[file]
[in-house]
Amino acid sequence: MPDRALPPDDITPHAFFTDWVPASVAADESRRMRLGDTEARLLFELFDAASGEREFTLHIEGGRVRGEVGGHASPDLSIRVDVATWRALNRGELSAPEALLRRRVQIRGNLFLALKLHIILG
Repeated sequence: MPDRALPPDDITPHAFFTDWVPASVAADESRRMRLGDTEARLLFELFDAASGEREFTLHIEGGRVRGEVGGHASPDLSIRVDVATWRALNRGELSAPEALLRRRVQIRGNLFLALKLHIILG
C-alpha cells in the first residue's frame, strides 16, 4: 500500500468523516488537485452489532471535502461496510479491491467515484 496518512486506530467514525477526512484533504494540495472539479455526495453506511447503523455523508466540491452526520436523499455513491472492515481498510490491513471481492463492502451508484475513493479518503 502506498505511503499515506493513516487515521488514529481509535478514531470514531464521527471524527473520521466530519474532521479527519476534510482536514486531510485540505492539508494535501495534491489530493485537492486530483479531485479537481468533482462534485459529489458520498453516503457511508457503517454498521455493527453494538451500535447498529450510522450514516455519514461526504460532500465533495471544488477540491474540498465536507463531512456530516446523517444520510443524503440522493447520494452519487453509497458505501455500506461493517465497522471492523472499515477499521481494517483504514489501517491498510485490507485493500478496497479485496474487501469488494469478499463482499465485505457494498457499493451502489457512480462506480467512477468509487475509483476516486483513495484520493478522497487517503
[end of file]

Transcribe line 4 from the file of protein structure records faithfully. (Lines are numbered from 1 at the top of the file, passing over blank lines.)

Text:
C-alpha cells in the first residue's frame, strides 16, 4: 500500500468523516488537485452489532471535502461496510479491491467515484 496518512486506530467514525477526512484533504494540495472539479455526495453506511447503523455523508466540491452526520436523499455513491472492515481498510490491513471481492463492502451508484475513493479518503 502506498505511503499515506493513516487515521488514529481509535478514531470514531464521527471524527473520521466530519474532521479527519476534510482536514486531510485540505492539508494535501495534491489530493485537492486530483479531485479537481468533482462534485459529489458520498453516503457511508457503517454498521455493527453494538451500535447498529450510522450514516455519514461526504460532500465533495471544488477540491474540498465536507463531512456530516446523517444520510443524503440522493447520494452519487453509497458505501455500506461493517465497522471492523472499515477499521481494517483504514489501517491498510485490507485493500478496497479485496474487501469488494469478499463482499465485505457494498457499493451502489457512480462506480467512477468509487475509483476516486483513495484520493478522497487517503